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Austin Guest on August 21, 2008 - 10:31am
This Wednesday, PSN Executive Director Joel Barkin sat down for a phone interview with Thomas Frank, author of the new best selling book, The Wrecking Crew: How Conservatives Rule. Their conversation touched on a number of issues surrounding how conservatives have worked over the last decade to dismantle government as we know it in Washington D.C. and throughout the country.
After a lengthy research and writing process, Frank was able to provide probing insights into the strategies through which the Right has proved able to effectively outsource the responsibilities of governance to corporate interests. From "de-funding the left," to laying siege to public employees and privatizing every government service within sight, Frank painted an ominous picture of a strategy that has trickled down from D.C. to the states, a strategy that progressive leaders at every level would do well to study.
We've provided an excerpted transcript of the interview below. You can also listen to and download a full recording of the interview in mp3 format here.
Joel Barkin: We're very lucky to have with us today author of the best-selling Wrecking Crew: How Conservatives Rule, also the author of What's the Matter with Kansas, Thomas Frank, in a new program we're instituting at Progressive States Network to bring leading national voices and authors to discuss some of the core issues that many legislators and state based groups are working on across the country.
Tom's new book looks at what happened in Washington over the last decade and then sort of the history behind that and ways in which the conservative movement has really dominated Washington D.C. and how that has impacted states all across the country.
So I guess the first thing I'd want to ask you Tom is just to discuss a little bit what The Wrecking Crew is about and how it might be””some of the lessons that in your research you learned and that progressives across the country should know.
Thomas Frank: Well, the basic idea of The Wrecking Crew””I mean it came to me while I was watching this wave of scandals unfold. Basically starting in 2005 and continuing up to now. I mean there's a new one coming out of Washington every couple of weeks it seems. Watching that happening and then at the same time the sort of epic misgovernment and incompetence of the Bush Administration, in particular the sort of disastrous reconstruction of Iraq which has been just a catastrophic failure, the amazing failure of FEMA after Hurricane Katrina, and then at the same time as that, all the stories about the growing power of lobbyists.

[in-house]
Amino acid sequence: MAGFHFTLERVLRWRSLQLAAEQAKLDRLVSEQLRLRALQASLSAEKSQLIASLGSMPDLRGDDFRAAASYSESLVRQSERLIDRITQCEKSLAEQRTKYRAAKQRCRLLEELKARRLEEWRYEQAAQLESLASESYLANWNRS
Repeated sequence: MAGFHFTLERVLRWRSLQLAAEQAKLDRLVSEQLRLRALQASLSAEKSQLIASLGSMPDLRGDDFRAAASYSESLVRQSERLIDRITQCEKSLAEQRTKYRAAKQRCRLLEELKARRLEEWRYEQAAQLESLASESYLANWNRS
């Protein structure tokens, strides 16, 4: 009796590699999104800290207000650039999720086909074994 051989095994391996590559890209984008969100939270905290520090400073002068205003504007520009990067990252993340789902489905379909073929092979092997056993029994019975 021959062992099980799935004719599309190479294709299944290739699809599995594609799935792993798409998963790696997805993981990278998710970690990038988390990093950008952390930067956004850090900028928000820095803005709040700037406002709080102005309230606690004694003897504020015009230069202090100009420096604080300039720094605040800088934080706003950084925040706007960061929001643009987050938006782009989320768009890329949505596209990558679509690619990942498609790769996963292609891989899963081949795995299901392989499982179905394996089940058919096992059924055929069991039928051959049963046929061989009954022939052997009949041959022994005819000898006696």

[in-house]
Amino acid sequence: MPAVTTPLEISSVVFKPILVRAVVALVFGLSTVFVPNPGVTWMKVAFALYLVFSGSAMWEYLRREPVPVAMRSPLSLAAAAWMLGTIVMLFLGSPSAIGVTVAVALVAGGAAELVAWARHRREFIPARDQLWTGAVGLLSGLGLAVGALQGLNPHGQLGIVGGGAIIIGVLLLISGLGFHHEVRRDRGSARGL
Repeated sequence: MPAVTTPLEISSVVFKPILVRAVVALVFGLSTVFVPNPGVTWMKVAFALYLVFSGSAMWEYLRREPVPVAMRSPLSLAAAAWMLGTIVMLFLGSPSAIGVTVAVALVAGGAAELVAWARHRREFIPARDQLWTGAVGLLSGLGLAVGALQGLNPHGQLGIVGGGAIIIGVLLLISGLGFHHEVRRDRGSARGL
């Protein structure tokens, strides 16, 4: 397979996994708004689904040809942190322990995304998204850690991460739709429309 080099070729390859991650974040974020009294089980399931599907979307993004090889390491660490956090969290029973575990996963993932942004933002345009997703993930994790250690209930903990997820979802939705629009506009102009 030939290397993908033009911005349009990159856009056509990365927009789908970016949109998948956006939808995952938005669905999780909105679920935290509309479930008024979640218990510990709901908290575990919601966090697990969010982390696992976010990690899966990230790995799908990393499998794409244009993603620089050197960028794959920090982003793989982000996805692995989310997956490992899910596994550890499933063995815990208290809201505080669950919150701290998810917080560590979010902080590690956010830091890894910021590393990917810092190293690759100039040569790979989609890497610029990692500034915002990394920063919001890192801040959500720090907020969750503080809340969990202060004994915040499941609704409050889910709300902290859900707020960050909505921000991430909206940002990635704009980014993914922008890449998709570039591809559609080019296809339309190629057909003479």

And it occurred to me that these things were not just, you know, random misfortunes; that there was a connection between them and that connection is, well, the long explanation is that the connection is conservative attitudes toward government. The short answer is it's what happens when you try to import the free market, when you try to import business into government; when you try to make government into a business, which is what they've done.
JB: One of the interesting things I think your book points out is the conservative rhetoric around states' rights and just how that's exactly what it is, rhetoric, and the fact that the conservative movement has actually done more in the last decade to consolidate power in D.C. than possibly any time in our history. When exactly did this happen and how exactly did this happen?
TF: Well, one of the things you notice when you start researching the conservative movement is that on many many of the subjects for which it claims to profess such great concern, it's strictly opportunism. For example the culture wars. They forget about this stuff as soon as they get into office, or they do little things here and there to keep up appearances. States rights would be another. And another would be the idea of a balanced budget.